Friedlander and his colleagues then tested minocycline in mouse models of both HD and ALS. "We also had shown in 1999 that caspase-1 is important in Huntington disease. So we treated mice affected by either HD or ALS with minocycline. Both models lived longer," Friedlander said.
Further investigation into the mechanism of action of minocycline in the ALS mouse model revealed that minocycline is concentrated in mitochondria. "This is very important," Friedlander said. Mitochondrial dysfunction is one of the pathways proposed to play a role in HD.2 "The mitochondria is the trigger for some of the cell death pathways. Minocycline concentrates in the mitochondria and blocks the release of the trigger factors. So it's acting at a very elemental level and is a key step in triggering cell death. That's one direct function of minocycline," he said.
These data, combined with the pharmacodynamic profile of minocycline, makes it a good target for further study in neurodegenerative disorders. Minocycline is highly lipophilic and capable of crossing the blood-brain barrier. Furthermore, it more readily penetrates the cerebrospinal fluid in humans than other tetracyclines. And, importantly, minocycline has a safety profile that covers 30 years of clinical use. It is a molecule that can be taken over a prolonged period-months-without the manifestation of serious adverse effects.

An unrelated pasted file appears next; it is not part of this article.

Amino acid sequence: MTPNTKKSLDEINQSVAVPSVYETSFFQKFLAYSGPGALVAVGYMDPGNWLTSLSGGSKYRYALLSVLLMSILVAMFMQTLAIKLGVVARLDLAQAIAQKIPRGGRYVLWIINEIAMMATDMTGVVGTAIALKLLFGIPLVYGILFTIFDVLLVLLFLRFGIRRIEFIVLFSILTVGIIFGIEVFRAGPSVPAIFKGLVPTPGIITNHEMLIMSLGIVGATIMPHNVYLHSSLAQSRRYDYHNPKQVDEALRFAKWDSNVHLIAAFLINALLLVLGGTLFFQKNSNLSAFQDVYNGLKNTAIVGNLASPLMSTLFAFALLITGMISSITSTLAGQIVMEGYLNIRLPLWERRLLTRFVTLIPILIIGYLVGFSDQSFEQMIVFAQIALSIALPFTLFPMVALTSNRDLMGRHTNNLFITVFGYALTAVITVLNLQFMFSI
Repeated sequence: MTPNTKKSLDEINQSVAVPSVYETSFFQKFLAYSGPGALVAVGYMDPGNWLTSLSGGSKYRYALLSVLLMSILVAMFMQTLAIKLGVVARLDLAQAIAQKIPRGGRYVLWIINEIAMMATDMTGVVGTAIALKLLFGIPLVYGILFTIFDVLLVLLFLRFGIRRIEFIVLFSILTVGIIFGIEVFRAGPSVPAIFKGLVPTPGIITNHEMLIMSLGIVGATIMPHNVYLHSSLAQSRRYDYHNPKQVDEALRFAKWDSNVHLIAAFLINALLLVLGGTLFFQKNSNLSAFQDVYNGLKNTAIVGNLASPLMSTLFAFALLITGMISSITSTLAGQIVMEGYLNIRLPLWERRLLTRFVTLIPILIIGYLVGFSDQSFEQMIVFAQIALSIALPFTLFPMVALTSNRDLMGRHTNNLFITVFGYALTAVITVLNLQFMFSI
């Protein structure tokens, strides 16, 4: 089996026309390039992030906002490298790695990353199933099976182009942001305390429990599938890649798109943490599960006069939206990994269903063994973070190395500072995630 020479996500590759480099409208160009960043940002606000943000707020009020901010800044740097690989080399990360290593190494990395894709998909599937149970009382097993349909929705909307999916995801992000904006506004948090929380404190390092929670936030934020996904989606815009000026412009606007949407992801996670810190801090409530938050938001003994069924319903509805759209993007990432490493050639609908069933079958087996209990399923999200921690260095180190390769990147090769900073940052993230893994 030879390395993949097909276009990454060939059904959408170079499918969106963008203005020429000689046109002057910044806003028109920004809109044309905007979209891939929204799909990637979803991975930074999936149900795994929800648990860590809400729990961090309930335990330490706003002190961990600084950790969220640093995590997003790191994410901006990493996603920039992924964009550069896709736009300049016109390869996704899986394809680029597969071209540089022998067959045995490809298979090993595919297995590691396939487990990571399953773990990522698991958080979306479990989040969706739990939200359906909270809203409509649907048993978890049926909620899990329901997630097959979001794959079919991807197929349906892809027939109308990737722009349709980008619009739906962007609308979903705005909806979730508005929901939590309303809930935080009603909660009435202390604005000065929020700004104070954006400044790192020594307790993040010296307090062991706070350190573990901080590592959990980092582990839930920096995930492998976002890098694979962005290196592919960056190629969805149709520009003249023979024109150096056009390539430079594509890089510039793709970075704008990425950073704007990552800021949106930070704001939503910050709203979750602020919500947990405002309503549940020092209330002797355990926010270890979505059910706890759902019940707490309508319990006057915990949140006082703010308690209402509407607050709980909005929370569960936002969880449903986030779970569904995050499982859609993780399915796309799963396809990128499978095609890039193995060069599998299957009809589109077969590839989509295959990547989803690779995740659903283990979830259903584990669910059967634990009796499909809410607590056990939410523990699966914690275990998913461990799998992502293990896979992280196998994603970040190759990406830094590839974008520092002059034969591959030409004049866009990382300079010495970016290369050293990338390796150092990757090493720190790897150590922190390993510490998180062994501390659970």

MINOCYCLINE AND HD
In 2004, the Huntington Study Group reported that minocycline, 100 and 200 mg/d administered over an 8-week period, demonstrated good tolerability in 60 patients with HD.3 The randomized, double-blind, placebo-controlled tolerability study was conducted at 8 sites in the United States. Compliance was good, with means between the active and placebo arms of 98% and 99%. No effect was seen on the Unified Huntington's Disease Rating Scale (UHDRS) scores during the short study; however, there was a slight change in the overall Stroop Interference score-a worsening among minocycline-treated patients. The authors suggest that this was "likely a chance finding due to the large number of statistical comparisons. The magnitude of change is not sufficient to suggest a meaningful clinical change."
However, another small study of 14 patients with genetically confirmed HD, showed that minocycline was effective in treating HD.4 Study participants received 24 months of treatment. Evaluations were done at baseline and at months 6 and 24 using the UHDRS and a neuropsychological test battery. Although only 11 patients were available for assessment at 24 months, the data revealed an initial improvement at month 6, followed by a stabilization of general motor and neuropsychological function.